Simryn Gill, Naga Doodles #31–1, 2017, ink on paper, 29 1⁄2 × 55". From the series “Naga Doodles,” 2017.

Simryn Gill, Naga Doodles #31–1, 2017, ink on paper, 29 1⁄2 × 55". From the series “Naga Doodles,” 2017.

Simryn Gill

Simryn Gill’s recent exhibition “Soft Tissue” continued the artist’s long-standing meditation on habitation, belonging, and undesired elements. The detritus used to create the three works in the show—run-over snakes, the insides of fruits, and weeds—acted as metaphors for our relationship to land, movement, and migration.

“Naga Doodles,” 2017, is a group of seventy-six unique, unframed, ink-on-paper relief prints made from the carcasses of snakes. At Jhaveri Contemporary, the artist presented a selection of twenty-seven of these works of various dimensions (the largest being more than ten feet long). The word naga, Sanskrit for snake, calls to mind the namesake race of serpent beings from Indian mythology, who were victims of displacement and persecution. It may also allude to the stone nagas that stand guard at Cambodia’s Angkor temples; Gill named a 2007–2009 work after the complex. Those stone serpents, like the “Naga Doodles,” simultaneously embody the organic and inorganic, the natural and the man-made.

In a booklet for the exhibition “The Opening Up of the World” at Sweden’s Lunds Konsthall in 2017, Gill—the artist, who is of Indian descent, was born in Singapore and splits her time between Sydney and Port Dickson, Malaysia, the town where she grew up—recounts how the “Naga Doodles” began. While driving with a friend to a farm where she was going to make prints from a palm tree, Gill saw someone on a motorcycle in front of them run over a cobra. Gill and her friend, who was “knowledgeable about snakes,” picked up the serpent and placed it in the trunk of their car. Back at her studio, Gill, who was at the time doing a lot of printing, thought to use the snake’s skin for that purpose, “remembering how some years ago she had made similar prints of fish she had bought in the market, with water colors and India ink.” Gill subsequently went on to scavenge for more vehicle-flattened snakes, which had started to seem like found drawings, she says. She made the works in “Soft Tissue” over two months by applying etching inks to these carcasses with rollers and making prints by pressing them directly onto paper, sometimes even letting the animal’s blood and other bodily fluids enter the impressions.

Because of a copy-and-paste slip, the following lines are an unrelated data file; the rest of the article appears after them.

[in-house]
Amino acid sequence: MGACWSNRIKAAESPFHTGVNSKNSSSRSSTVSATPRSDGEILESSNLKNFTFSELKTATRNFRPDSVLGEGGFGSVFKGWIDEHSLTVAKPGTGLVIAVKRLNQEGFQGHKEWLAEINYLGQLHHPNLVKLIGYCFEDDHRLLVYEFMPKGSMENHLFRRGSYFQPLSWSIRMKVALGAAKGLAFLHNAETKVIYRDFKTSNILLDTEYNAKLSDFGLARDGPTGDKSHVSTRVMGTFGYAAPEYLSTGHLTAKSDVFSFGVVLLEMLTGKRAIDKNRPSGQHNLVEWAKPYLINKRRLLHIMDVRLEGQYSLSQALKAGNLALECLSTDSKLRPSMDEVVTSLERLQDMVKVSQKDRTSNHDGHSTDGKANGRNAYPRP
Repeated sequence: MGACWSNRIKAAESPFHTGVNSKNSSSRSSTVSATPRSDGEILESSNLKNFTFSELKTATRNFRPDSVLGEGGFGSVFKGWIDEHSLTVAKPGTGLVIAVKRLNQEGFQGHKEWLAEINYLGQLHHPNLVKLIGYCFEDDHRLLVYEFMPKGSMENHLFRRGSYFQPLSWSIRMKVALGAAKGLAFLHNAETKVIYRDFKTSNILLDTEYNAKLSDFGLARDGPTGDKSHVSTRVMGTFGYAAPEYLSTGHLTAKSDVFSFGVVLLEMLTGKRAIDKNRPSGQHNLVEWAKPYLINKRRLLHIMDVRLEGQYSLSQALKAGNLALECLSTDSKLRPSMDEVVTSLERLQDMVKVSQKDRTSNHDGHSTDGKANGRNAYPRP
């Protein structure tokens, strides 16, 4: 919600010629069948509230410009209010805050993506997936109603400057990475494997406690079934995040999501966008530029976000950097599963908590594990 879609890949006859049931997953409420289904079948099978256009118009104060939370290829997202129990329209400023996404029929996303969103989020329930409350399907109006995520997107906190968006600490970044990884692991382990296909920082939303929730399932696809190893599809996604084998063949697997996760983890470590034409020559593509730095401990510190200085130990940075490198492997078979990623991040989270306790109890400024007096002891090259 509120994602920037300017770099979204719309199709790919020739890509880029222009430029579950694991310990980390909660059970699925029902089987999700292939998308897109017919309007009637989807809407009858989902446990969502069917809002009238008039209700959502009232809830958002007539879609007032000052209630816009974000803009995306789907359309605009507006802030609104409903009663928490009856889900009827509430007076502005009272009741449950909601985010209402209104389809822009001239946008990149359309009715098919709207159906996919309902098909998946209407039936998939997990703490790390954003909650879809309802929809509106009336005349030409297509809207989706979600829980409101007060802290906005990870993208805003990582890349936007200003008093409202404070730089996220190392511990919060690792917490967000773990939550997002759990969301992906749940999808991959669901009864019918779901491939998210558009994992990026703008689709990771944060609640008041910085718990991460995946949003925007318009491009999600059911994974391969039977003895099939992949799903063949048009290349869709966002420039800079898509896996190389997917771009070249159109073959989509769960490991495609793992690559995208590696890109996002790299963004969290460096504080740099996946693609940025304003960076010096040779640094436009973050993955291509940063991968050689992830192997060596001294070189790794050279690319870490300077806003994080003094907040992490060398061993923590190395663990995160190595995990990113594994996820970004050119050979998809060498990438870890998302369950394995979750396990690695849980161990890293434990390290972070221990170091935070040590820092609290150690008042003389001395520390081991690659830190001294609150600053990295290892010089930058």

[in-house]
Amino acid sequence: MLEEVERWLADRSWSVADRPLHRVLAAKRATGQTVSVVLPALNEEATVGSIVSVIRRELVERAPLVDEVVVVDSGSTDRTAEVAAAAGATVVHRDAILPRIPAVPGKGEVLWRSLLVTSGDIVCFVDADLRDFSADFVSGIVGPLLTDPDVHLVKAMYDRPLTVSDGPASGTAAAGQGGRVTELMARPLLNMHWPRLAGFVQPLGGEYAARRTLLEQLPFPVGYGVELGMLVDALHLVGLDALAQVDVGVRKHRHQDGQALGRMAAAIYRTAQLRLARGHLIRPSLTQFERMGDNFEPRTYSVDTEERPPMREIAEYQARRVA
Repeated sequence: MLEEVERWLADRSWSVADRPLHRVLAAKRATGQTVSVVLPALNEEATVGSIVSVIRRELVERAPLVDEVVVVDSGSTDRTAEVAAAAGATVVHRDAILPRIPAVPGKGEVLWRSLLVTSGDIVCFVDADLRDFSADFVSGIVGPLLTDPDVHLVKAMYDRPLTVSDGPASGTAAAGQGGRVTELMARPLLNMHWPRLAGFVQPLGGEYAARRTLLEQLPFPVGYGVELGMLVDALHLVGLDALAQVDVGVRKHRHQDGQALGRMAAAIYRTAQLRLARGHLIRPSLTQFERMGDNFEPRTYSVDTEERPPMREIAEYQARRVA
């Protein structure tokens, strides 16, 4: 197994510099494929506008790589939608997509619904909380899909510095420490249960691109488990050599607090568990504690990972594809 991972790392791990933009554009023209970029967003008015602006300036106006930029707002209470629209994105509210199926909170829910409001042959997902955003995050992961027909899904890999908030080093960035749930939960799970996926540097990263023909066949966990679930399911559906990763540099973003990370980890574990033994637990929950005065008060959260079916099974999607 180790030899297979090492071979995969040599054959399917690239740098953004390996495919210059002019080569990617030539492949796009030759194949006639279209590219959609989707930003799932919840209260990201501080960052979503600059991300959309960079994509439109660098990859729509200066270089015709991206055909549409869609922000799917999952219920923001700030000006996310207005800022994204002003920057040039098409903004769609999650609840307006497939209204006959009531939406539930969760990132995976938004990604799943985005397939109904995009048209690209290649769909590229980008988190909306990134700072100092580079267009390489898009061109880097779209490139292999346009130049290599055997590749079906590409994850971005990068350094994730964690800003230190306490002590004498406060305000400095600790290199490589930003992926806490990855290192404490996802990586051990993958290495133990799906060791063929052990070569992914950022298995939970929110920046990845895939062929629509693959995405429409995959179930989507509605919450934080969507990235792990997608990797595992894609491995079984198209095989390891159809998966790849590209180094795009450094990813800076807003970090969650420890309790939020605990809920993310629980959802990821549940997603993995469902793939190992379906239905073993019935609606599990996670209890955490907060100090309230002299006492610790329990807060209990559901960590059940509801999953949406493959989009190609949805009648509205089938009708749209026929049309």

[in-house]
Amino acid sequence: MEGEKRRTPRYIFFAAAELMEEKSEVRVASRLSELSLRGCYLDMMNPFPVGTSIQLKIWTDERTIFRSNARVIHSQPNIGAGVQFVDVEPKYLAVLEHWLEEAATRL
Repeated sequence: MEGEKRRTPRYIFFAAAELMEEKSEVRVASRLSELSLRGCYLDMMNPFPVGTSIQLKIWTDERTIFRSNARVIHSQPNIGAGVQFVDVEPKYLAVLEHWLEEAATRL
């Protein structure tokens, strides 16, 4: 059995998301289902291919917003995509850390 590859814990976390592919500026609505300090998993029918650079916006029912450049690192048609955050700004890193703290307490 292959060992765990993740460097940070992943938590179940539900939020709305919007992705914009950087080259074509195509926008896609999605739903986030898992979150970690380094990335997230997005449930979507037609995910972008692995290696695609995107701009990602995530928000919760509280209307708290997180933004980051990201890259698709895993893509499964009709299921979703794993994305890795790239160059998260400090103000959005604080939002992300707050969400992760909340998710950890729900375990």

The show also included sculpture and photographs. “Punch Drunk,” 2018–, comprised eighteen intricate plaster casts made from the interiors of various fruits. To create this work, Gill poured casting plaster into pumpkins, melons, and papayas. Before removing any remaining organic material herself, she left the resulting objects out for birds and insects to take off the seeds and flesh. The sculptures reveal the fruits’ inner structures and could be seen as calcified voids—nothingness turned into something palpable. Their lumpy forms and cavity-riddled textures give them the appearance of volcanic rocks or calcareous coral skeletons. Arranged on a table whose surface has been coated with blackboard paint, the sculptures, with their white color and pitted surfaces, immediately call to mind chalk. These gobs of chalk, the exhibition text suggests, “might teach the attentive viewer the inner workings of vegetables, and the methods of human-animal-microbe-plant collaborations.”

Finally, Weeds of my parents’ garden, 2018, documented wild plants growing in the garden of Gill’s childhood home. The eight C-prints and four gelatin silver photographs are close-ups of the plant life with soft-focus backgrounds. The care and attention afforded these new inhabitants of the soil made the viewer wonder about their classification as unwanted things.